Romans 11: 17 But if some of the branches were broken off, and you, a wild olive shoot, were grafted in their place to share the rich root* of the olive tree, 18do not vaunt yourselves over the branches. If you do vaunt yourselves, remember that it is not you that support the root, but the root that supports you.
At the grafting stage the new believer is green and stands out. It looks tender even, and quite vulnerable.
It has to be cared for, watered, fed, looked in on frequently by the caretaker to ensure it’s adherence to the tree.
If instead it is simply grafted onto the tree and left to its own devices, its chances of bearing fruit are reduced.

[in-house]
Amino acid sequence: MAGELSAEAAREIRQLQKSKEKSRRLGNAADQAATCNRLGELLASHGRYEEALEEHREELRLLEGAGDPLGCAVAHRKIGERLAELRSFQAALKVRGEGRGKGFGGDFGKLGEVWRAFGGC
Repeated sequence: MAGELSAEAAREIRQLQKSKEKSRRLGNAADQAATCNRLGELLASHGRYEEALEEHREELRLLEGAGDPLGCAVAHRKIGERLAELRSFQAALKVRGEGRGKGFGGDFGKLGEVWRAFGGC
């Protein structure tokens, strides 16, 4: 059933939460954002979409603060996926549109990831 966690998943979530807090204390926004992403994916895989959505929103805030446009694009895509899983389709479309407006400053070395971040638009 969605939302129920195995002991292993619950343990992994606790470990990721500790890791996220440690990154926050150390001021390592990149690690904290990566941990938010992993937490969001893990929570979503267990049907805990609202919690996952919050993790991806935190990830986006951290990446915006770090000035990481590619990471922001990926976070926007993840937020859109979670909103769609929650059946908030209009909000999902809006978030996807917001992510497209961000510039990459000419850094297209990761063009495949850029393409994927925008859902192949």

From God’s perspective it is helpful to remember that once the trees begin to bear fruit, the novice and old-timer branches are indistinguishable from one another, their leaves and fruit reaching up together in a canopy glorifying the Creator and not the created thing.
Paul brought many to the faith by preaching the gospel – many who were grafted into God’s realm by belief, not genetics. And he tended to them during his lifetime, visiting, revisiting, writing letters, sending others in his stead, teaching and unpacking Scripture, anointing elders and leaders of the local church, encouraging all the new believers to love their God and love others as God loved them, impressing upon them the call to dwell in the Word and to Worship together.
Who have you brought to the faith? Perhaps a friend or a child? How have you tended to them? Looked after? Is there something you could be doing to help that newly grafted child of God adhere steadfastly and firmly to the tree so that s/he may bear fruit?
Lectionary Readings: AM Psalm 95* & 22; PM Psalm 141, 143:1-11(12) Jer. 29:1,4-13; Rom. 11:13-24; John 11:1-27 or 12:1-10